Types and design of wind turbines

Types and design of wind turbines

There are two main types of wind turbines:

  • wind turbines with vertical axis of rotation
  • wind turbines with horizontal axis of rotation

A simplified design scheme for the most common wind turbine with a horizontal axis of rotation is shown below.


Wind turbines with horizontal axis of rotation

The most popular modern class turbine blades. There are continental or coastal wind turbines and seas located at a certain distance from the shore (they have an advantage in terms of noise, since they are far from human dwellings, and use the energy of sea winds that are more constant and stronger than continental winds). Sea wind turbines are much more complex in installation and operation and, therefore, much more expensive.


The operating height of the wind turbine generally varies between 25 and 180 m at a power of 100 kW to 5 MW.


Prevailingly operated double-or triple-winding wind turbine generators, however, there are single-hull and multi-pile.


Australia has developed a wind turbine with 30 blades. It also works with low-speed winds, does not produce a lot of noise or vibrations, and at the same time produces 30% more power than the windmills-competitors.


Wind turbines for an individual (home) use have up to 12 m in height and a power between 100 W and 20 kW.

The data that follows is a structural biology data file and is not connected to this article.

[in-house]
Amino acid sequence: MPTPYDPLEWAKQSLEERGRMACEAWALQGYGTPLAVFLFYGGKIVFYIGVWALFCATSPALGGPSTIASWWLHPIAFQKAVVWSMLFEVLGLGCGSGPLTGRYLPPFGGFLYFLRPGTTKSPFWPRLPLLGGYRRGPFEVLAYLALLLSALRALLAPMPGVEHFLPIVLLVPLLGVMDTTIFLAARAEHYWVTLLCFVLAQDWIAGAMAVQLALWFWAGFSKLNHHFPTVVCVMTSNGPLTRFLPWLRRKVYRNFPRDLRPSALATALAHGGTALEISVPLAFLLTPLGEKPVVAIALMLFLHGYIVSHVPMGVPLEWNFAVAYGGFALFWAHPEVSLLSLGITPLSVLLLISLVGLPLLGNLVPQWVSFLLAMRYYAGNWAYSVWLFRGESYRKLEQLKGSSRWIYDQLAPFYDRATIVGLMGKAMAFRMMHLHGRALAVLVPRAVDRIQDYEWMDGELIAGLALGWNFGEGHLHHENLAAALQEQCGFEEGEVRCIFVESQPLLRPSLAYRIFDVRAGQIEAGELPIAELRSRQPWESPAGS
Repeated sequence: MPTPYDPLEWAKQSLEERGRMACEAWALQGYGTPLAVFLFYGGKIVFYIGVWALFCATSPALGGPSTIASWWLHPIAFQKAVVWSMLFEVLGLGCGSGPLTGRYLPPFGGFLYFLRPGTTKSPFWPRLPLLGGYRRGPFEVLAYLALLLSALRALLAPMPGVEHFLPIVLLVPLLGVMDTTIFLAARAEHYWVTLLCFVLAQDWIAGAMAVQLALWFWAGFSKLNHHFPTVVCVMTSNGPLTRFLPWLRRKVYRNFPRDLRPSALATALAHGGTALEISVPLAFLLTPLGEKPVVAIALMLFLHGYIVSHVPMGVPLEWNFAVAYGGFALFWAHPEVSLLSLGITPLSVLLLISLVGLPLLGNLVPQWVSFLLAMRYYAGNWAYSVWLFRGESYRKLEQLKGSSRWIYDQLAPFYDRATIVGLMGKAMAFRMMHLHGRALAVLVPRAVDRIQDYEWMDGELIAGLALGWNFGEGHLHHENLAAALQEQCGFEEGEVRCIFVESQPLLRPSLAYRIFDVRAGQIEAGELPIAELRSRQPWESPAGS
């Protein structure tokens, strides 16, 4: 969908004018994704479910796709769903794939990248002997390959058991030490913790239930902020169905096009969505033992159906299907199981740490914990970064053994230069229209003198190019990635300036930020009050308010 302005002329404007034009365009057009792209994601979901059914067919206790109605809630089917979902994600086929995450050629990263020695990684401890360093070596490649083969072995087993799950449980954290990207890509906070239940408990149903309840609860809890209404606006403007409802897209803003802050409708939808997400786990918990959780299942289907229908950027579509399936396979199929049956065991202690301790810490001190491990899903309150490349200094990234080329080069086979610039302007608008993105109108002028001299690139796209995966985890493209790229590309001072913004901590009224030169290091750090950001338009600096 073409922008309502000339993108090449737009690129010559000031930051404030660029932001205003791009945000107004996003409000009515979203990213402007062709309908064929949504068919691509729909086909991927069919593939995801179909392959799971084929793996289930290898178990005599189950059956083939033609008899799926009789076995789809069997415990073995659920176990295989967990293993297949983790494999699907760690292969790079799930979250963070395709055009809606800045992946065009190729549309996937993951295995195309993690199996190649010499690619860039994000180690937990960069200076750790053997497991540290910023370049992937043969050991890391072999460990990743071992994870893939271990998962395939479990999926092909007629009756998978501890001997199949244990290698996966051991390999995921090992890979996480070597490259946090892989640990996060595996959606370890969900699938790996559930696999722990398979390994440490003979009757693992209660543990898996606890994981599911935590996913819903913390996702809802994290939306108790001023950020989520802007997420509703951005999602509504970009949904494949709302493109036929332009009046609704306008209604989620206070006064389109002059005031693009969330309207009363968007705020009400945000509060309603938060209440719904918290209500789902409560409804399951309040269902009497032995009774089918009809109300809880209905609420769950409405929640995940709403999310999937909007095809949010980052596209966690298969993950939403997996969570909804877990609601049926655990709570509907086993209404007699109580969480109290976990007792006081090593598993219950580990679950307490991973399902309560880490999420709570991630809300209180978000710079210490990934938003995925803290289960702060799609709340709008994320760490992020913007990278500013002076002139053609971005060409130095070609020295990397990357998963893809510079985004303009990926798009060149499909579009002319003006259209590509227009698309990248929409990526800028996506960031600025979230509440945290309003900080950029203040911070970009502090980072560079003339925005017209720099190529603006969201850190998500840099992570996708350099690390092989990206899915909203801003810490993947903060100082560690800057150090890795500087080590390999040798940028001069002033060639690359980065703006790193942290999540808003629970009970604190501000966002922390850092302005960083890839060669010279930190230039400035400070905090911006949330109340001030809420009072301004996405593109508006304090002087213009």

Wind turbines with vertical axis of rotation

Wind turbines with a vertical axis of rotation are more expensive than the same ones with a horizontal axis, have a more complicated structure, but are more adapted to the area with frequent change of wind direction. Wind turbines with a vertical axis of rotation are more compact.

There are two types of wind turbines with a vertical axis of rotation: the rotor of Savonius and the rotor of Darrieus.



Wind turbines with Darrieus rotor do not require much space, do not require guidance systems (not dependent on wind direction), easy to install. Among the disadvantages are the fact that they have a low wind power factor (approximately 0.05 for the classical Darrieus rotor, with a practical coefficient of 0.45-0.47 for classical horizontal axial wind turbines with a theoretical maximum of 0.593), bad self-starter (requires preliminary rotor acceleration), low mechanical strength, greater noise during operation.


The Savonius wind turbine also has a low wind power factor compared to conventional wind turbines, requires more materials, but has the advantage of working with winds of any direction.

Wind turbine as a submerged turbine

Wind turbine designs can be used as submersible turbines.



The development of water turbines is very new in alternative energy and is already very promising, because water turbines can have much greater power at much smaller sizes than wind turbines. This is due to the fact that the energy of the sea currents is 800 times greater than the wind energy. Changes in the direction of ocean currents are also much smaller than changes in the direction of the wind.

The main disadvantage of water turbines is their impact on the marine environment (turbines create large areas of turbulence that impede the development of wildlife and marine flora at great distances from them). Turbines are under water, where the erosion of the metal is very strong, and because of this, the life of the water turbines is limited.